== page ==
Phelan M. Ebenhack, AP
Utah Jazz guard Donovan Mitchell (45) dives after a loose ball to keep it from going out of bounds during the second half of an NBA basketball game against the Orlando Magic, Saturday, Nov. 18, 2017, in Orlando, Fla. The Jazz won 125-85. (AP Photo/Phelan M. Ebenhack)

Before each game, Kelly Oubre leads the Washington Wizards through the tunnel and does a variation of the “dab.” His teammates don’t bat an eye at his dancing or funky clothing, even when he’s wearing pants with President Barack Obama’s face plastered all over.

Utah Jazz rookie Donovan Mitchell is a lot more low-key — quiet and almost indiscernible next to some of his peers who’ve turn their bravado into fashion.

But on Monday night, the Jazz and Wizards will get the very first screening of a future marquee matchup between Mitchell and Oubre — two players who, while different in personality, are in the same class of young players on the cusp of taking over the NBA with two-way skills and limitless potential.

What Mitchell should expect

No matter what happens this season — whether the Jazz make or miss the playoffs — Utah has found a cornerstone piece in Mitchell. Watching Gordon Hayward walk through the exit door this past summer might’ve hurt, but 21-year-old Mitchell has more than soothed the pain with optimism.

On Friday night against the veteran-laden New Orleans Pelicans, Mitchell scored 41 points, becoming the first Jazz rookie to ever accomplish such a feat. In that game alone, Jazz fans got a large enough sample size to know how well Mitchell’s skill set has already translated to the league. His quick first step, 7-foot wingspan and vertical are rarely seen in the NBA.

With Rodney Hood out, Mitchell will be atop the Wizards’ offensive scouting report — and Oubre will likely be tasked with guarding him, as he’s defended opposing teams’ go-to offensive options regularly this season.

Oubre, also 21, is amid a breakout season with the Wizards and has been given more responsibilities by Scott Brooks.

Averaging a career-high 11.7 points and 5.5 rebounds on 39 percent shooting from three, Oubre’s offensive game has expanded beyond just spotting up and waiting for the ball. Oubre spent the offseason working with famed basketball development coach Drew Hanlen, who honed Oubre’s dribbling, which has led Oubre to become less reliant on teammates for scoring.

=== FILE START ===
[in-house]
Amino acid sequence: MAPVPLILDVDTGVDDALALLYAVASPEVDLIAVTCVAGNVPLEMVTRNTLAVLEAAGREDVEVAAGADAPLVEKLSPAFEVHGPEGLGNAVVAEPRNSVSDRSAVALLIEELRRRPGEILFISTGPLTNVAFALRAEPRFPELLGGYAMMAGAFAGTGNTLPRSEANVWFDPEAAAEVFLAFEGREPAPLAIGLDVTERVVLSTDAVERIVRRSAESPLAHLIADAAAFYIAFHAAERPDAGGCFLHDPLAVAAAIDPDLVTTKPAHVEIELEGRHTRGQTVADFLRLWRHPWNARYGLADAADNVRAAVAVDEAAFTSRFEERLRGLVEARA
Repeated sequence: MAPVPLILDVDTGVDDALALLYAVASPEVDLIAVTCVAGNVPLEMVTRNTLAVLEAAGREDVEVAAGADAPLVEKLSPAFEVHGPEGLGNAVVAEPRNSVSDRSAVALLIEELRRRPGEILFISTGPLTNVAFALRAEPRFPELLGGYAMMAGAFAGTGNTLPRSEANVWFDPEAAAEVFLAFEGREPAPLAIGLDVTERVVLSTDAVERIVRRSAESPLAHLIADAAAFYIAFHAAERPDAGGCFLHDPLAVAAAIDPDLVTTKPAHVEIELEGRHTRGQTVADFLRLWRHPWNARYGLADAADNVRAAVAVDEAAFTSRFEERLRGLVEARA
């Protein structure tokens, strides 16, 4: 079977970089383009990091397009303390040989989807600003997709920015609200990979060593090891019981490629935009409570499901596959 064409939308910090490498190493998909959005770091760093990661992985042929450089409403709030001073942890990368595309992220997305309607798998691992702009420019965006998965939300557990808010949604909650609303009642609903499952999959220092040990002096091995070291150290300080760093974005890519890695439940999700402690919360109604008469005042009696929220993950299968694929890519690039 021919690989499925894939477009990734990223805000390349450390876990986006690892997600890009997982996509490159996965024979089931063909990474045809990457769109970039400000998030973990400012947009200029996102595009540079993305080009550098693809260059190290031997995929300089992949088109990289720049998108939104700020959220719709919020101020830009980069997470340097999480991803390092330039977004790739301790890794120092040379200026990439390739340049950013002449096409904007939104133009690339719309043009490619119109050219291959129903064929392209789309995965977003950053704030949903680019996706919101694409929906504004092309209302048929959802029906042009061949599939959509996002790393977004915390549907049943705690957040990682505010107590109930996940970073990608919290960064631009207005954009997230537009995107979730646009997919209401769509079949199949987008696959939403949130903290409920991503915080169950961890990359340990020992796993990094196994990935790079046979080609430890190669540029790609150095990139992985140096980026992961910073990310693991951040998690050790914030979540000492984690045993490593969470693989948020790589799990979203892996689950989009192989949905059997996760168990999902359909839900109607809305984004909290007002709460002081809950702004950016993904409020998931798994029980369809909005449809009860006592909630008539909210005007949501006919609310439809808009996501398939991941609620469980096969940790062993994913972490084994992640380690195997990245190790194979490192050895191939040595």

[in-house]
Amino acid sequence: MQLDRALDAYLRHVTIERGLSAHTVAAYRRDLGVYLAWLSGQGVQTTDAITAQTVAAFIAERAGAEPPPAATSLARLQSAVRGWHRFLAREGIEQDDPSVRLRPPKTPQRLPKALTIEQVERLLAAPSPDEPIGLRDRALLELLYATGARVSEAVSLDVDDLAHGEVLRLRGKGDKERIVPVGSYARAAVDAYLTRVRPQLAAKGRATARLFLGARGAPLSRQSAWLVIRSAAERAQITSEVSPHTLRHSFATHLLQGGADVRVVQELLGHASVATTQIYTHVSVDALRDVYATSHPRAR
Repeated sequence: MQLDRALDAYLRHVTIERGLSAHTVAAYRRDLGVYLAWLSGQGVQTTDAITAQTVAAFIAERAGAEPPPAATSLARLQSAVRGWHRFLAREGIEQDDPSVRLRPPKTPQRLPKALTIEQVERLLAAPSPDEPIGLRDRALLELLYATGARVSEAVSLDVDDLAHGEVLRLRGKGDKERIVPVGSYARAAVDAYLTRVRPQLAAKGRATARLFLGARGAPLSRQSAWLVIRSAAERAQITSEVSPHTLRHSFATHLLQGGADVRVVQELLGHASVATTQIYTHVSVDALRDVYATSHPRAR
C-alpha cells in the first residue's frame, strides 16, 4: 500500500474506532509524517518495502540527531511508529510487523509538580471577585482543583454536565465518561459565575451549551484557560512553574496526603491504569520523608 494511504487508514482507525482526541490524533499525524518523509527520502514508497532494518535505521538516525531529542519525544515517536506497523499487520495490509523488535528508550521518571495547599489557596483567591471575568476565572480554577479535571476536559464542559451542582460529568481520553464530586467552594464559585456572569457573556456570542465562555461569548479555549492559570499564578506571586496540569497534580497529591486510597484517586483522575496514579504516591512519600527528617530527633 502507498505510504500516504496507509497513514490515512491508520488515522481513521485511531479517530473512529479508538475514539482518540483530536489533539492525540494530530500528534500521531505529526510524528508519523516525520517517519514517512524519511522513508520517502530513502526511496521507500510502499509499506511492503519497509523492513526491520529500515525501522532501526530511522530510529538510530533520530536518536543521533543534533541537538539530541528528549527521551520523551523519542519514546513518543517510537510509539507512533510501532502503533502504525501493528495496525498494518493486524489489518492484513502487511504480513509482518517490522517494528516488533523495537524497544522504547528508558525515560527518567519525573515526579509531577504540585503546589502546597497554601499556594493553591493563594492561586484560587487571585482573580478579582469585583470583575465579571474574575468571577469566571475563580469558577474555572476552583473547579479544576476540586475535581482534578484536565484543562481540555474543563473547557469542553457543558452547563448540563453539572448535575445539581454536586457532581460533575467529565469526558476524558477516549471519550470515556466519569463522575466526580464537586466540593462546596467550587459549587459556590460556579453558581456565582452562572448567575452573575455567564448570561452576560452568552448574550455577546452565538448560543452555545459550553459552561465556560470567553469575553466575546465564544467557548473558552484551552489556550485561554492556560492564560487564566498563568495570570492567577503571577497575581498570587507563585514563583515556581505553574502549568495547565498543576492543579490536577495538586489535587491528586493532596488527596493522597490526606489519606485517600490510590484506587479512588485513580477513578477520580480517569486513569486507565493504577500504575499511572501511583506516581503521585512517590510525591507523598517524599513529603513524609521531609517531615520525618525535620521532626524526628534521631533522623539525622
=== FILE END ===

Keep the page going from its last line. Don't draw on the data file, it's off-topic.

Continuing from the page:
Now that he’s become confident with the ball in his hands, Oubre is taking more threes, too. More than 44 percent of his total shots come from behind the 3-point arc. In 22 games this season, he’s made 36 threes. Last year, through 79 games, Oubre made 54. The difference is, he’s not just a passing target anymore. He steps into threes comfortably, whether it’s in transition or in catch-and-shoot situations.

Despite an expanded offense, Oubre is most impactful defensively, which is what Mitchell will have to deal with.

Oubre, like Mitchell, has a 7-foot wingspan and knows how to utilize his length — a tool most young players don’t sharpen until their fourth or fifth season. The Jazz are in the top half of the league in turnovers and can’t afford to cough the ball up against Oubre, who’s single handedly swung games for the Wizards with steals and momentum-shifting finishes.

Oubre is kind of a remixed version of Andrei Kirilenko, or at least his approach from a defensive standpoint resembles that of the Jazz legend.

What Oubre should expect

There are a couple of different types of 40-point games: the bad kind (the “he took 45 shots and the team lost” 40-point game) and the good kind (the “he took 25 shots and led the team to a win” 40-point game). Mitchell had the latter, and the ESPN shot chart below would make those who swear by advanced analytics start caroling early.

Mitchell attempted just two shots outside of the restricted area that weren’t threes. That means he’s been methodical, opting not to settle for long twos, but instead taking high-percentage shots at the basket and ones from deep — nothing disadvantageous in-between.

Forcing someone to take mid-range jump shots is a lot easier said than done, especially when defending a caliber of athlete like Mitchell, who pretty much dictates his shot selection.

Oubre can, though, become more disciplined defensively. Gambling for steals, like he has a tendency to do, will be costly against someone like Mitchell. Washington benefits from having length and size, but without John Wall, they don’t have a player on the roster who matches up with Mitchell’s unique build.

If Oubre does find himself gambling, Mitchell won’t face much opposition in the paint, as the Wizards are 22nd in blocked shots. Marcin Gortat might look like an intimidating presence, but he leaves a lot to be desired defensively. Ian Mahinmi, who the Wizards signed to off-set Gortat’s defensive weaknesses, especially the lack of rim protection, has been virtually unplayable this season. Washington’s best shot blockers are Wall and Bradley Beal, which says a lot about the backcourt’s defensive capabilities, but equally as much about the big men’s unreliability defensively.

Oubre’s self-control could make the difference for Washington — and Utah, for that matter. He’ll either stifle Mitchell with his length or he’ll create a layup line for the Jazz guard by gambling.